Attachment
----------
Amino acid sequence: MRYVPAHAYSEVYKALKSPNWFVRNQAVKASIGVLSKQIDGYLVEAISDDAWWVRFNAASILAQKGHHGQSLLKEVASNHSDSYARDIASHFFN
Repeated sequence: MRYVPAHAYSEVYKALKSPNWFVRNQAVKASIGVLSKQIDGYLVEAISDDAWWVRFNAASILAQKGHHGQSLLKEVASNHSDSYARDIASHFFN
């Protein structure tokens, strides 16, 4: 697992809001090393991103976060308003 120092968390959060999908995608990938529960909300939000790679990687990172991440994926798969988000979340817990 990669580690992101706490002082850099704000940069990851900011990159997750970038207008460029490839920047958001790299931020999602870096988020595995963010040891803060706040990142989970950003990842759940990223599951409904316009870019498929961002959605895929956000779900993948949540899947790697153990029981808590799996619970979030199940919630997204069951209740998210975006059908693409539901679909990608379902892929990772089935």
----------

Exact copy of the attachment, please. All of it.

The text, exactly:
Amino acid sequence: MRYVPAHAYSEVYKALKSPNWFVRNQAVKASIGVLSKQIDGYLVEAISDDAWWVRFNAASILAQKGHHGQSLLKEVASNHSDSYARDIASHFFN
Repeated sequence: MRYVPAHAYSEVYKALKSPNWFVRNQAVKASIGVLSKQIDGYLVEAISDDAWWVRFNAASILAQKGHHGQSLLKEVASNHSDSYARDIASHFFN
């Protein structure tokens, strides 16, 4: 697992809001090393991103976060308003 120092968390959060999908995608990938529960909300939000790679990687990172991440994926798969988000979340817990 990669580690992101706490002082850099704000940069990851900011990159997750970038207008460029490839920047958001790299931020999602870096988020595995963010040891803060706040990142989970950003990842759940990223599951409904316009870019498929961002959605895929956000779900993948949540899947790697153990029981808590799996619970979030199940919630997204069951209740998210975006059908693409539901679909990608379902892929990772089935």